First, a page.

When it comes to talking about money in the realm of the Christian faith, there is perhaps no better passage for our foundation than the sixth chapter of Matthew. For the sake of brevity in this first article, I will quote only the following passages:
"Do not accumulate for yourselves treasures on earth, where moth and rust destroy and where thieves break in and steal. But accumulate for yourselves treasures in heaven, where moth and rust do not destroy, and thieves do not break in and steal. For where your treasure is, there your heart will be also. (Matthew 6:19-21 NET)
"No one can serve two masters, for either he will hate the one and love the other, or he will be devoted to the one and despise the other. You cannot serve God and money. Therefore I tell you, do not worry about your life, what you will eat or drink, or about your body, what you will wear. Isn't there more to life than food and more to the body than clothing?” (Matthew 6:24-25 NET)
But above all pursue his kingdom and righteousness, and all these things will be given to you as well. So then, do not worry about tomorrow, for tomorrow will worry about itself. Today has enough trouble of its own. (Matthew 6:33-34 NET)
As Jesus said later in the passage “not everyone who says to me, ‘Lord, Lord,’ will enter into the kingdom of heaven – only the one who does the will of my Father in heaven” (Matthew 7:21). These commands and principles are not optional. In fact, I believe they are foundational. As many others have pointed out, money is a frequent topic of conversation in the teachings of Jesus. While not evil in itself, money is a litmus test for the heart. How we spend and handle our money reflects directly on our faith and our worldview. The way that we handle our money is a direct reflection on the nature and object of our faith.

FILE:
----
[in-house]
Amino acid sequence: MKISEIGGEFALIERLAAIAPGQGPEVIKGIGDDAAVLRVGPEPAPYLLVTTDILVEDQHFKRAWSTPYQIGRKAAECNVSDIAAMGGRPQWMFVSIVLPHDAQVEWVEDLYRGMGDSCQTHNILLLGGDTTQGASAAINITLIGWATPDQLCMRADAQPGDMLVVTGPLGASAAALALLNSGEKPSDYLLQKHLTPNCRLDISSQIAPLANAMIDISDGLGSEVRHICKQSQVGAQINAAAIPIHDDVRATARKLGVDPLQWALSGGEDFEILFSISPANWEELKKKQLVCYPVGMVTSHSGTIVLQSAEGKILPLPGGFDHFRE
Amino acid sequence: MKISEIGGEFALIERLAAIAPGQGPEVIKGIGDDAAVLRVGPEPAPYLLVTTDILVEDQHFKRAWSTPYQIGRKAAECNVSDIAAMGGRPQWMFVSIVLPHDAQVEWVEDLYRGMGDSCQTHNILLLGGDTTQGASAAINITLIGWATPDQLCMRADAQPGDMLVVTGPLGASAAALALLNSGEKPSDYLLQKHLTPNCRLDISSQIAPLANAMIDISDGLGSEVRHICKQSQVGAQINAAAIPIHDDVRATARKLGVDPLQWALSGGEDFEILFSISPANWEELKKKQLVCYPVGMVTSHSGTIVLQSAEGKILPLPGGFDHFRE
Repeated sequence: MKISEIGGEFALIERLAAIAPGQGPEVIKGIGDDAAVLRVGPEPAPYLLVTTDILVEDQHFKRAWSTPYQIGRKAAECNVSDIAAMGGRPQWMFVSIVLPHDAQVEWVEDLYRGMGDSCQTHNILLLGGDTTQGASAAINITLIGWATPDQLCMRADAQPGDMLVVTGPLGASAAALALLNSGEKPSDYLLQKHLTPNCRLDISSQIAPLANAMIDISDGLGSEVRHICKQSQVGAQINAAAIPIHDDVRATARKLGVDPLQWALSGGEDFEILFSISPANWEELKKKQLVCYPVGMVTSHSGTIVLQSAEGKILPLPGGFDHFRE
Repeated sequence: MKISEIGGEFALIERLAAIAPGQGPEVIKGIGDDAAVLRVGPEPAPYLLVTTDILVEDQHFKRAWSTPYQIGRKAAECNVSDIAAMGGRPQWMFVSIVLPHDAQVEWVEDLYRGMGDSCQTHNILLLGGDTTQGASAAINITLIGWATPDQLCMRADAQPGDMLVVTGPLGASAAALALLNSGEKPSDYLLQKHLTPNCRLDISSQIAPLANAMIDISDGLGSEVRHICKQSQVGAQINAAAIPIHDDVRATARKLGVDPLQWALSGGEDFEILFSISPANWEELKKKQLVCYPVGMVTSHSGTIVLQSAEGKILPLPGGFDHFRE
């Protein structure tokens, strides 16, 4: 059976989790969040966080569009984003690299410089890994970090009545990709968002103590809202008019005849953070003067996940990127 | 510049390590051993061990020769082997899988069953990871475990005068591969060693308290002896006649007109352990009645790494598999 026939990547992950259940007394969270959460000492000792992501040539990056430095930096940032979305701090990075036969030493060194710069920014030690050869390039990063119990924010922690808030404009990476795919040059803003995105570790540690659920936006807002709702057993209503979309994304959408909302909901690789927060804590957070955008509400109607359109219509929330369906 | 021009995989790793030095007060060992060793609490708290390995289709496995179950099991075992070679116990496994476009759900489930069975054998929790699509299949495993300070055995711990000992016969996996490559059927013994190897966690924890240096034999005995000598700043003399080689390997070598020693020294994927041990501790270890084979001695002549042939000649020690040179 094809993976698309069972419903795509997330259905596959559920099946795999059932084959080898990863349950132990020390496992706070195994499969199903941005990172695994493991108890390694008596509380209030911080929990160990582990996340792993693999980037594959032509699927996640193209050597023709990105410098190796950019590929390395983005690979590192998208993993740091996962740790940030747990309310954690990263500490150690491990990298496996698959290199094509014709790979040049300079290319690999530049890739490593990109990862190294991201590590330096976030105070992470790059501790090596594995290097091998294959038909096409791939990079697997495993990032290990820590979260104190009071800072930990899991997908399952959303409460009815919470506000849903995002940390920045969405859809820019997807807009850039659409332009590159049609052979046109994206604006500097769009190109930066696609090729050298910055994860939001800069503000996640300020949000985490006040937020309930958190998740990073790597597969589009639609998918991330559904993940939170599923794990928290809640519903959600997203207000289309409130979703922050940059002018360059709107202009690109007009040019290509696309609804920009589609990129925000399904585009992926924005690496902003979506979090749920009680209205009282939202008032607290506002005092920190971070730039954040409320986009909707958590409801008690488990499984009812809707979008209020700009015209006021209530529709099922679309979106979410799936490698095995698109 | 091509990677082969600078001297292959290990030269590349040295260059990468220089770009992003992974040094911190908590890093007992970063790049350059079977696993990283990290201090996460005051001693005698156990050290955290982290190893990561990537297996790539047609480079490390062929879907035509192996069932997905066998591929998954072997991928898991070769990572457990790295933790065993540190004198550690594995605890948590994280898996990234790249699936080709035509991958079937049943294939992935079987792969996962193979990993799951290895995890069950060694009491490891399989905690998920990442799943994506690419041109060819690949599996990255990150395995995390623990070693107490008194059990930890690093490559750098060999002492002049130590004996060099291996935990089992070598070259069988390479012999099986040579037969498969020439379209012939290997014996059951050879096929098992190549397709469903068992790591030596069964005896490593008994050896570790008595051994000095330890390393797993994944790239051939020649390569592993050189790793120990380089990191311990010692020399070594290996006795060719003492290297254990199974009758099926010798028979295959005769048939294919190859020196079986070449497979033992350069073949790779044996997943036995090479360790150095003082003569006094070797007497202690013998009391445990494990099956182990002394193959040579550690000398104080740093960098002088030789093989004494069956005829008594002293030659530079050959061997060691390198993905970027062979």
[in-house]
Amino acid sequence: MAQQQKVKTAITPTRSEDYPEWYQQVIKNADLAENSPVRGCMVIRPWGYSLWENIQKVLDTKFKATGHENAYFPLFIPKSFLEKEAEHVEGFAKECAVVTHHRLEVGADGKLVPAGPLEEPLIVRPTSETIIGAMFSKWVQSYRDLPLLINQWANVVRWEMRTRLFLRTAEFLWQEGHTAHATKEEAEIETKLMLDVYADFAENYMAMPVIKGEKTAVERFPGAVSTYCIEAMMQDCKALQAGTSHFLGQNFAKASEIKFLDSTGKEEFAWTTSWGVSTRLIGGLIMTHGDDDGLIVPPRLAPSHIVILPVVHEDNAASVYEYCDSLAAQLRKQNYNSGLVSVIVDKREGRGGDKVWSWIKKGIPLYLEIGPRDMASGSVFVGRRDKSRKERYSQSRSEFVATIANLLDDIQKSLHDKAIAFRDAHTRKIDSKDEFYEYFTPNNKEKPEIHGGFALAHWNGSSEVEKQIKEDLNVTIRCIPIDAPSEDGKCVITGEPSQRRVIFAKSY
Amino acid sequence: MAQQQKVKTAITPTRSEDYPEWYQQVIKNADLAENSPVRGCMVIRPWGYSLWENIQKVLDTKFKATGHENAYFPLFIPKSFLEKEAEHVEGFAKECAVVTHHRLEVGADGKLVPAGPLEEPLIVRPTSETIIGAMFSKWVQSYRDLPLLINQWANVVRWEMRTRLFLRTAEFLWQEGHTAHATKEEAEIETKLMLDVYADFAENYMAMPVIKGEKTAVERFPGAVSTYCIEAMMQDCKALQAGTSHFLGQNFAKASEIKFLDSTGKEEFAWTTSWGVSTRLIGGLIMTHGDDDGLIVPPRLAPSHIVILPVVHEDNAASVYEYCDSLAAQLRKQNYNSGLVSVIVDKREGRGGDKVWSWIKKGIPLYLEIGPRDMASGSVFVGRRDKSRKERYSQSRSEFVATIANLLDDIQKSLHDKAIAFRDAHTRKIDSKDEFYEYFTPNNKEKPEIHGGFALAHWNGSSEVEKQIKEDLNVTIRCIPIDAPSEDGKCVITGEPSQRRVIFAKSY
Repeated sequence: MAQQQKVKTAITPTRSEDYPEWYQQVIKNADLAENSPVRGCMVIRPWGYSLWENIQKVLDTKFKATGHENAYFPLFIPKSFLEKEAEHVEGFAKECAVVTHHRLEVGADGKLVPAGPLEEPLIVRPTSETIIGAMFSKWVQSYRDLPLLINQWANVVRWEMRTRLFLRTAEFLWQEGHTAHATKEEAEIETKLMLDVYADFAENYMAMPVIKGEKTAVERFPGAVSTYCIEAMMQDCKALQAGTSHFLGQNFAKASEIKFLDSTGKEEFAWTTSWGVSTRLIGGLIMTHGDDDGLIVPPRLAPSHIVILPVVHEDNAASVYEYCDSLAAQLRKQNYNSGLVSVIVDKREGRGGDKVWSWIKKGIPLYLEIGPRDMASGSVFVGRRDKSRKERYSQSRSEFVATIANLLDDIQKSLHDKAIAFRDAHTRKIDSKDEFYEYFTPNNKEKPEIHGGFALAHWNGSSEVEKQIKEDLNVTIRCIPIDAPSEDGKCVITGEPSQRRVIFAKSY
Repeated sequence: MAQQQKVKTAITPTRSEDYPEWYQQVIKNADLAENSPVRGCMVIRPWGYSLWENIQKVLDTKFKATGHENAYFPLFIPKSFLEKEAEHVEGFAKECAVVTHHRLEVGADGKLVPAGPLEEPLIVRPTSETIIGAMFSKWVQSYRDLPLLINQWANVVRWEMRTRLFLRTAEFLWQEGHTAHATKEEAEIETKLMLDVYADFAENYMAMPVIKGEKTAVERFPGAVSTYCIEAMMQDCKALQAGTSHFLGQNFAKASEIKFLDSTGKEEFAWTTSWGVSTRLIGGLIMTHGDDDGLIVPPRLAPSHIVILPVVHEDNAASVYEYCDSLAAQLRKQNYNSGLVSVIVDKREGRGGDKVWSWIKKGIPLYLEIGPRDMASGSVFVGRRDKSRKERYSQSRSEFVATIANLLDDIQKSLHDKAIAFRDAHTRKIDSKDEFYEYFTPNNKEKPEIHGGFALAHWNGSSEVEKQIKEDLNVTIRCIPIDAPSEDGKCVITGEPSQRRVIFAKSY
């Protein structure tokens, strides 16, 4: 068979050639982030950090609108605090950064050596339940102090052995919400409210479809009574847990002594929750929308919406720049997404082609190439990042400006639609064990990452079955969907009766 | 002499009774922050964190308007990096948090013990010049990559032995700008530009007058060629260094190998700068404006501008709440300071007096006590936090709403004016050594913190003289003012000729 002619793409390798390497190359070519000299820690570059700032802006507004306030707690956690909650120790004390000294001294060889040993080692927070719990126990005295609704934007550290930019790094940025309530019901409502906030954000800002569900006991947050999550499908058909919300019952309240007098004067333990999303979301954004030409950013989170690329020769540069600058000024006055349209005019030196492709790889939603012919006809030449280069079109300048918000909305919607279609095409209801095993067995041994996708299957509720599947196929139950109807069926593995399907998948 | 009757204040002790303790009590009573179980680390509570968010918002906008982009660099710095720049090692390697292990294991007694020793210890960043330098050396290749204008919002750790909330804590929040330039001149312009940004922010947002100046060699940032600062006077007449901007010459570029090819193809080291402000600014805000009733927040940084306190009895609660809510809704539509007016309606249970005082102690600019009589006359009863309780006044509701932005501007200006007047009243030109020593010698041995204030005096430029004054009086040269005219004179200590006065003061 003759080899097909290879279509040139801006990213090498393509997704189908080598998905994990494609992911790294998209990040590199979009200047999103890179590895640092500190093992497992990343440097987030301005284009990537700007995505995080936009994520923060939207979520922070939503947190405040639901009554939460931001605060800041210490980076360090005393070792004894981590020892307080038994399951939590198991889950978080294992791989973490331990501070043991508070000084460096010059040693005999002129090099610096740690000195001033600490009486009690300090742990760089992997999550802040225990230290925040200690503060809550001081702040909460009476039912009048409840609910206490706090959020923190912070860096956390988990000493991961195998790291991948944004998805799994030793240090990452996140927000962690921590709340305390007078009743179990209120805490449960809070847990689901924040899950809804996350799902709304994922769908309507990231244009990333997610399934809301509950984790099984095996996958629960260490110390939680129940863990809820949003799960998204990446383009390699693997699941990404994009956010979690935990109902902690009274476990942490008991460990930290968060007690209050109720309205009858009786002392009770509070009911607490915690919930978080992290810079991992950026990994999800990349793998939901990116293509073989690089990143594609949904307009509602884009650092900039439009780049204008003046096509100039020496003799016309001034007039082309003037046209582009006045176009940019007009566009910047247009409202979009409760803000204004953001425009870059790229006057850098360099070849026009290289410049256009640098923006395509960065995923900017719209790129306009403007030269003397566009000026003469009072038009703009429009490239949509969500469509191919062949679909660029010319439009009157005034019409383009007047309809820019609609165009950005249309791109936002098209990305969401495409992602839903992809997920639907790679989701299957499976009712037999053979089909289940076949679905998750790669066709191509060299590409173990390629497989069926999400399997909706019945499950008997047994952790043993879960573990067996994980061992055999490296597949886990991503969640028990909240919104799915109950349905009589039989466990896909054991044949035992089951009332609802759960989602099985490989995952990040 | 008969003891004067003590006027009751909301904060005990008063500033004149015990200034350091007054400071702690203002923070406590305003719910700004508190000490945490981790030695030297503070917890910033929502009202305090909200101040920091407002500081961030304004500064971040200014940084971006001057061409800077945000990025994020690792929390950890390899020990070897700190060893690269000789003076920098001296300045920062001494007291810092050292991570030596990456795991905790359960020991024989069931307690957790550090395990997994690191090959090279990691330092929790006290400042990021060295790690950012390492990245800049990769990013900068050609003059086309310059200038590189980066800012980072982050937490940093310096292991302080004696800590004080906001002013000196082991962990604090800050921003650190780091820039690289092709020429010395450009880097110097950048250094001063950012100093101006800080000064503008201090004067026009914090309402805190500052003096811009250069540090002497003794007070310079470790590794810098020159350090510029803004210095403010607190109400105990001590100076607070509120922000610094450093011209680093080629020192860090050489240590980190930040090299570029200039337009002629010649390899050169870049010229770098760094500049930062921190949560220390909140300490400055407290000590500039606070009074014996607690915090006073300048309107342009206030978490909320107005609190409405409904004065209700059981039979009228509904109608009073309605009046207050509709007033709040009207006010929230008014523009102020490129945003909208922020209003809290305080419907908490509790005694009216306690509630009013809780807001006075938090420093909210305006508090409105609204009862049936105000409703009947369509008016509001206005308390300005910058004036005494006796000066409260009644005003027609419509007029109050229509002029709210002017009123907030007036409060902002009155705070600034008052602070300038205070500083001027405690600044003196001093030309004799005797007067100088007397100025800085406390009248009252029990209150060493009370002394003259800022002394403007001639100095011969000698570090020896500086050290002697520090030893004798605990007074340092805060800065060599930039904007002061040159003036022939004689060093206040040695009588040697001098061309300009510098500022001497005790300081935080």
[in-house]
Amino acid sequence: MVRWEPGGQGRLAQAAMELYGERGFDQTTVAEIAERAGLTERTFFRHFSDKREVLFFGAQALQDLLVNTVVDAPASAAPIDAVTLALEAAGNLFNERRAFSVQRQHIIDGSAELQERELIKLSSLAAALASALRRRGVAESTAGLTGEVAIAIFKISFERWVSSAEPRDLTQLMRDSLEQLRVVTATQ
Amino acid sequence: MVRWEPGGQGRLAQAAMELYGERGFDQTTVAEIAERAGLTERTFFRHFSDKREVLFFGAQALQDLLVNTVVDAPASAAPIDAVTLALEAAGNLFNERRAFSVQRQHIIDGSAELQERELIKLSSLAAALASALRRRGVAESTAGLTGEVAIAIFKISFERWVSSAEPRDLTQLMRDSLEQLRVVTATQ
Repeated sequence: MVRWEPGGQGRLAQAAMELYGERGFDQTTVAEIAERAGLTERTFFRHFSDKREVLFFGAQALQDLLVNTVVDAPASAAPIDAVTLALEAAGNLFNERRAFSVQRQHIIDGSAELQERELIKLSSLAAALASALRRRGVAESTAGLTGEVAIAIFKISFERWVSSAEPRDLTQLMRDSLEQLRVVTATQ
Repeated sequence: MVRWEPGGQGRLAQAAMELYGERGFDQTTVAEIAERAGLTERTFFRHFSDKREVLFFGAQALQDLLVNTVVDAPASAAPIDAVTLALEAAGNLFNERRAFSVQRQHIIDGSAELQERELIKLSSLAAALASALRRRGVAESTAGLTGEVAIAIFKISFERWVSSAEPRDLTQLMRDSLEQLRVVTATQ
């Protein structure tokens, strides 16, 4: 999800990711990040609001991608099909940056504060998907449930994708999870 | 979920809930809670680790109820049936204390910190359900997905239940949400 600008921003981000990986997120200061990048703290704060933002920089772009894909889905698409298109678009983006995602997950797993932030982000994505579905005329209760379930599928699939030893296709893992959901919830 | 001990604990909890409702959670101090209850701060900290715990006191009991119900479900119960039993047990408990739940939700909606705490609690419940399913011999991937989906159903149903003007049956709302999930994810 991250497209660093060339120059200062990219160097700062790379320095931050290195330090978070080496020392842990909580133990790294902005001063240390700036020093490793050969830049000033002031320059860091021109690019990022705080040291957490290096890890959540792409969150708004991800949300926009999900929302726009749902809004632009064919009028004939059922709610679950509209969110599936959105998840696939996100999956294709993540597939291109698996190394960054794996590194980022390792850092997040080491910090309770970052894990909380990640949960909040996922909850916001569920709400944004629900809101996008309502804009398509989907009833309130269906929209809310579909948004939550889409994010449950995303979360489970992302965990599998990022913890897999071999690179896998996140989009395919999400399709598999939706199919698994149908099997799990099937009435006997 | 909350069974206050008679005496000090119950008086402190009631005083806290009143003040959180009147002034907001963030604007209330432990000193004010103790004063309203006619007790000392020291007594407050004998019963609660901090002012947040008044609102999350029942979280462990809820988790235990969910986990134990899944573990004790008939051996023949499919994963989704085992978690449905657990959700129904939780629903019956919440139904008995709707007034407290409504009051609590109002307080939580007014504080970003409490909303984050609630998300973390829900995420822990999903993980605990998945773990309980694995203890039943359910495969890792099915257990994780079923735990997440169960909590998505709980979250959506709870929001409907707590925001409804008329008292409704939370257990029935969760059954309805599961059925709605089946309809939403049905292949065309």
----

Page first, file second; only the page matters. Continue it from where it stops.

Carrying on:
The first thing to note about these verses is that these are all commands: “do not accumulate”, “accumulate [treasures in heaven]”, “pursue his (God’s) kingdom”, and “do not worry.” In the original Greek, these verbs are present imperatives which means it is a command for a continuous or habitual action. Not only are we called to follow these commands, we are to do them perpetually.
Taken as a whole, these passages require a radical shift in our worldview and the way that we approach life. From the command to not accumulate earthly treasure to the command to “not worry about tomorrow”, this passage talks about a radical life that relies upon the goodness and faithfulness of God. It contains amazing and unblushing promises: if we seek God and His kingdom and let our financial standing rest firmly in His hands, He will provide for our needs. This mindset is in complete contradiction to the wisdom of the world that tells us to “save for a rainy day” or to “invest in your retirement”. Jesus tells us instead, “do not worry about your life” and “do not worry about tomorrow.” Our God knows our needs and has promised to provide for those who follow Him. It is a matter of faith and trust. Do we take Him at His Word?
Lord willing, I will continue to explore this subject and break down each of these commands in the coming weeks. I will also address some common arguments for saving using scripture.
And my God will supply your every need according to his glorious riches in Christ Jesus. May glory be given to God our Father forever and ever. Amen. (Philippians 4:19-20 NET)
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